The miraculous revival of the Jewish people is shown in this window. When the Roman Empire fell, large numbers of Jews found haven in Spain. As the colors indicate, this was a bright and brilliant period in Jewish history. For hundreds of years, especially in the halcyon days of Islamic culture, the Jewish people enjoyed a large measure of liberty and prosperity. This was a time of the flowering of genius and talent. Some of the greatest of Jewish philosophers, scientists, physicians, scholars, writers and poets lived. This list includes Maimonides, Jehuda Halevi and Solomon Ibn Gabriol. The dark designs on the window predict the dark days to come, leading to the Spanish Inquisition and the Expulsion of the Jews from Spain in 1492.
The world of Western Europe in the fifth window becomes the center of Jewish life and thought. In Holland, England, France and Germany, Jewish communities and cultural institutions achieved some measure of social emancipation. However, the solid column of purple symbolizes persistent discrimination and persecution. Striving against it is a shaft of light, a symbol of the light of reason which began to penetrate into some areas of Western Europe with the rise of the modern epoch in history. Modern philosophy and science clash with medieval bigotry and superstition. There is a cry of “Liberty, Equality, Fraternity,” lifting the hearts and hopes of all downtrodden and disinherited. The tri-color of blue, white and red sweeping across the center of the window speaks of triumph of enlightenment, toleration and freedom. This gave rise to Reform Judaism in the Western European world.
This window sadly reminds us that during this period the Jews in Eastern Europe continued to endure the dreary darkness of the Middle Ages. In Russia, Poland, Romania and Lithuania, grim ghetto walls still stifled the life of millions. The Jews lived in daily threat of mob attacks and pogroms. The rocks and stones of deep colors jut out of the ghetto into the very soul of the toiling humanity confined behind them. The two streams of blue and white – symbolizing the light and strength that sustained the Jewish people in the ghetto world – represent the traditional prayer shawl and scroll of the Torah. The devotion to God in daily prayer and meditation and the passion for learning was perpetuated through education of Jewish children. The brilliance of the Baal Shem Tov, Chayim Nachman Bialik and Sholem Aleichem all were produced behind the forbidding walls.
The stark red, blazing fires reflect the unspeakable horror and tragedy of the Holocaust. Notice the angry tongues of flame smudged with puffs of black smoke contrasting with the gentle flames of the Burning Bush climbing high up the curtain over our Holy Ark, both done by the same artist. The heavy panes of blue, laced with strips of black, symbolize the bars of the concentration camps. But the millions died with the hope that the people of Israel would survive, depicted by the Star of David with sunlight rays streaming from above. The two yellow streaks remind us that the oppressors made the Jews wear this star as a badge of shame, but to the martyred it was a star of glory and salvation. The window is dedicated with loving reference and the hallowed Kaddish: Yitgadel V’yitkadash Sh’meh Rabbo…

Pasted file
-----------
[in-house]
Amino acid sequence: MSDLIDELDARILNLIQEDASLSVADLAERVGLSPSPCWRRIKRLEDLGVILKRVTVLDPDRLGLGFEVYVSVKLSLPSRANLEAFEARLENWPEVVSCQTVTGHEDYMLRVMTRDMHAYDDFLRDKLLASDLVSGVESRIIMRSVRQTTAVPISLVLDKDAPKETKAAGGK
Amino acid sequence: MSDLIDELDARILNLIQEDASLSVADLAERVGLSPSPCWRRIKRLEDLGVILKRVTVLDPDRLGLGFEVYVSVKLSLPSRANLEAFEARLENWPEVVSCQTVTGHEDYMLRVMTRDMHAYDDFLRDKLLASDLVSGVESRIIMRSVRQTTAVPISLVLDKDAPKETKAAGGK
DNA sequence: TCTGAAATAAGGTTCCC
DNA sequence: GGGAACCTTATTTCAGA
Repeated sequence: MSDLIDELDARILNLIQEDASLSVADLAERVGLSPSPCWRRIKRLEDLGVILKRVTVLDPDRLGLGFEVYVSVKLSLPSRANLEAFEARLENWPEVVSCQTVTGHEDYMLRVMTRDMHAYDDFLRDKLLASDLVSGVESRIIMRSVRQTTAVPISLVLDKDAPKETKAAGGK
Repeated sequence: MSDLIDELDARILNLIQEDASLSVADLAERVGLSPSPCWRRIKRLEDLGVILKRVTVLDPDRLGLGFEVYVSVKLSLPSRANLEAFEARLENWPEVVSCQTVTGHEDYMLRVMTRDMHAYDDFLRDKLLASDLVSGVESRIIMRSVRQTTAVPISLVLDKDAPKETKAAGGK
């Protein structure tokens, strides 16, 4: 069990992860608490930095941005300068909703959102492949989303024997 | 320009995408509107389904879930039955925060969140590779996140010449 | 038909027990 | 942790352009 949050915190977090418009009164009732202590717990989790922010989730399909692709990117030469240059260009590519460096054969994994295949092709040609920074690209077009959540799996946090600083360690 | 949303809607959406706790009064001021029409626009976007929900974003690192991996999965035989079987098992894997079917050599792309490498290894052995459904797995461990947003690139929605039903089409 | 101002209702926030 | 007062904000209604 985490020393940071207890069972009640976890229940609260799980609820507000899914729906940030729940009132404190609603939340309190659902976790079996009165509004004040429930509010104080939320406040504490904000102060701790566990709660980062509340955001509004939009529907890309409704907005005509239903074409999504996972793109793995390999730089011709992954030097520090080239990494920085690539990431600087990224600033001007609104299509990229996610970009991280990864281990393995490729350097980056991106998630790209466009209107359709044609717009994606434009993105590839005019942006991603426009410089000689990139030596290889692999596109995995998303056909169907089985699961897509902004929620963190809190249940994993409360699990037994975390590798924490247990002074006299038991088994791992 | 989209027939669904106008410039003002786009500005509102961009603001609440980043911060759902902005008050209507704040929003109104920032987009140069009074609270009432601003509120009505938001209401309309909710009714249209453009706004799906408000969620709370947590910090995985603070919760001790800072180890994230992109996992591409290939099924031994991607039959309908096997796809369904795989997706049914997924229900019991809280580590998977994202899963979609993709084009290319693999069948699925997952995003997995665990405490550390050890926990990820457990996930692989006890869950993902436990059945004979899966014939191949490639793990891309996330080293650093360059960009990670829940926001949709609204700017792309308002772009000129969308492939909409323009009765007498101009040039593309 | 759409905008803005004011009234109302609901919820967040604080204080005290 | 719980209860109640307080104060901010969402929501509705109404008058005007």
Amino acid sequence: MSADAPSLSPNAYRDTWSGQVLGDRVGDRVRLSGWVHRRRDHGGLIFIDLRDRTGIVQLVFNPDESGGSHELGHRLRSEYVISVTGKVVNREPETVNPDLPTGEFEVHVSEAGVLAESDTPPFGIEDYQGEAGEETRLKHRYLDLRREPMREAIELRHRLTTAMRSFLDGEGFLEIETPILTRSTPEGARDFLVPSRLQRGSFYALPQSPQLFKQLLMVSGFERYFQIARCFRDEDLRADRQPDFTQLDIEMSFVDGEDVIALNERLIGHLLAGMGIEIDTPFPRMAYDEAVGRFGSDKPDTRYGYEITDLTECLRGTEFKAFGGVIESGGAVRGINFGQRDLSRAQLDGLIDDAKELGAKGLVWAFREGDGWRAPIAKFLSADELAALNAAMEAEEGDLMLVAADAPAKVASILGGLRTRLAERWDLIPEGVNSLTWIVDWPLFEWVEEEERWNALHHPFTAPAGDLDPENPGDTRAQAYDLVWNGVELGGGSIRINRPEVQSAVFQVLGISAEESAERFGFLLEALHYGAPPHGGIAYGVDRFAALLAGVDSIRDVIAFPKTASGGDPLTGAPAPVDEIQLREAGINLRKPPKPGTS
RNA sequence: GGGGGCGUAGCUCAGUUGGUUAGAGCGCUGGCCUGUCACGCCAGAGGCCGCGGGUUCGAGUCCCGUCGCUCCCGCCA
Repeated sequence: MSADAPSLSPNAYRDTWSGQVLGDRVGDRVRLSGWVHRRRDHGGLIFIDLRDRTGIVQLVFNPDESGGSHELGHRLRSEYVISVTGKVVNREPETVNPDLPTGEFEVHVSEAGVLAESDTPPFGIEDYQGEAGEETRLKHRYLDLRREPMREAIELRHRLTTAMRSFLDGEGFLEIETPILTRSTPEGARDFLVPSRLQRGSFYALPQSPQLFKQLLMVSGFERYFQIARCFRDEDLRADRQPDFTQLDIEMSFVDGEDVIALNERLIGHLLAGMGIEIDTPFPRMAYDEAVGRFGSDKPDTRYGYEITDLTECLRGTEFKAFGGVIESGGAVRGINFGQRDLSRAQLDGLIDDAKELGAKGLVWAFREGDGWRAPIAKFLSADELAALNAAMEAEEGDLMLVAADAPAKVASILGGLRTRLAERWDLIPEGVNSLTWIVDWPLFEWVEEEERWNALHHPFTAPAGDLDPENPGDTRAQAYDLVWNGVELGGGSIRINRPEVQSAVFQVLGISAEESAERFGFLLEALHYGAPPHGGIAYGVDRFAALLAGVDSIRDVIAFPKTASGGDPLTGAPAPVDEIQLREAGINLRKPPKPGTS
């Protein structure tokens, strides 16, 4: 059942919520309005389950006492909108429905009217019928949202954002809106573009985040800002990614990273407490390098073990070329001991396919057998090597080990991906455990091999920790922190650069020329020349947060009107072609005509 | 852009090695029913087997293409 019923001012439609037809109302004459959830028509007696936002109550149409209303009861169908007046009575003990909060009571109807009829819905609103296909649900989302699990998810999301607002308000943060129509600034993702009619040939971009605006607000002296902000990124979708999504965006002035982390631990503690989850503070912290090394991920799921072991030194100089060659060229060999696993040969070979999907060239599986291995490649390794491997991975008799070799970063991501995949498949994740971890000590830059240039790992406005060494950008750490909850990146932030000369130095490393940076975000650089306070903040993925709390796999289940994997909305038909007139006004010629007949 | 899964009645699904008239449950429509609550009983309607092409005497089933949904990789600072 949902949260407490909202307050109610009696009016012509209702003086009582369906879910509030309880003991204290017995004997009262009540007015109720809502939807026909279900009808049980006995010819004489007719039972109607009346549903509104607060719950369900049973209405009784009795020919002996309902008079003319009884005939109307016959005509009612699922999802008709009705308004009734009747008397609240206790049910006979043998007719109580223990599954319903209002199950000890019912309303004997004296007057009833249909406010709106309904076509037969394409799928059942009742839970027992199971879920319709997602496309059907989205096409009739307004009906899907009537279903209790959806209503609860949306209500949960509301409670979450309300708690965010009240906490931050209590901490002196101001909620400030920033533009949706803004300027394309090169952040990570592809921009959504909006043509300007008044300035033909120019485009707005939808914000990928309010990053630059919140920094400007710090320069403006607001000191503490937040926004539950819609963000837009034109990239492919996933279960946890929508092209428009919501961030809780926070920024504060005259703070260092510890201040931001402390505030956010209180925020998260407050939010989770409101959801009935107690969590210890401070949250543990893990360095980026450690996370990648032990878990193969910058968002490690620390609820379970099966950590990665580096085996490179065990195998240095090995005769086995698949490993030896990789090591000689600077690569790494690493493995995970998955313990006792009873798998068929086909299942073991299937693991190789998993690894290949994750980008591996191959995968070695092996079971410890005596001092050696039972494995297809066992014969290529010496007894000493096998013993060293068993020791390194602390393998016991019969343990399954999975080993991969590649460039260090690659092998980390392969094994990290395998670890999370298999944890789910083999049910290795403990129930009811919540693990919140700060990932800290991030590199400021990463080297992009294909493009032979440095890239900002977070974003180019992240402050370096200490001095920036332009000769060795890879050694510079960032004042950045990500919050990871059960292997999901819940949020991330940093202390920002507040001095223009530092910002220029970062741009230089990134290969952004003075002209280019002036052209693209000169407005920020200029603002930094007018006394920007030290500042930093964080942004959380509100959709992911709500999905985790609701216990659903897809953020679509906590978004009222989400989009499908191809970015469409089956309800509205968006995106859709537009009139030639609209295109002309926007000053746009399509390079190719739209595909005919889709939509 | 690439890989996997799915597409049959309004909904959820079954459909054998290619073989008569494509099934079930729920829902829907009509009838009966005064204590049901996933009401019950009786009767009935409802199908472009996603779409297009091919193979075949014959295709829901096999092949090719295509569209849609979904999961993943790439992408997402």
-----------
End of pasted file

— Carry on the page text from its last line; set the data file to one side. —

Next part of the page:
The eighth window recounts the hope of the emergence of the State of Israel. The thick track of deep purple running through the center symbolizes the suffering and struggles in the rebirth of the state. Out of it grows olive leaves and citrus fruit, symbols of the peace and agricultural plentitude. Pushing upward to the sunlight is the white and blue of the Israeli flag. Here there is promise for the future and life-giving rays that can bring health and hope to other nations.
The final window tells the exciting story of red, white and blue — the American story that has changed and advanced the course of the Jewish people. This nation opened up new frontiers for all peoples — the hunted and the hungry, the persecuted and the disinherited, the dreamers and builders of higher humanity. The torch is sunk in dark purple because freedom and opportunities emerged only after suffering and sacrifice. Even now prejudices still exist, represented by somber blocks with black strips across them. The flames of red, white and blue still are certain and steady, pushing against the walls of the window to shed their light into the life of men and women everywhere. More than five million Jewish people share their Americanism with those of other religions and philosophies.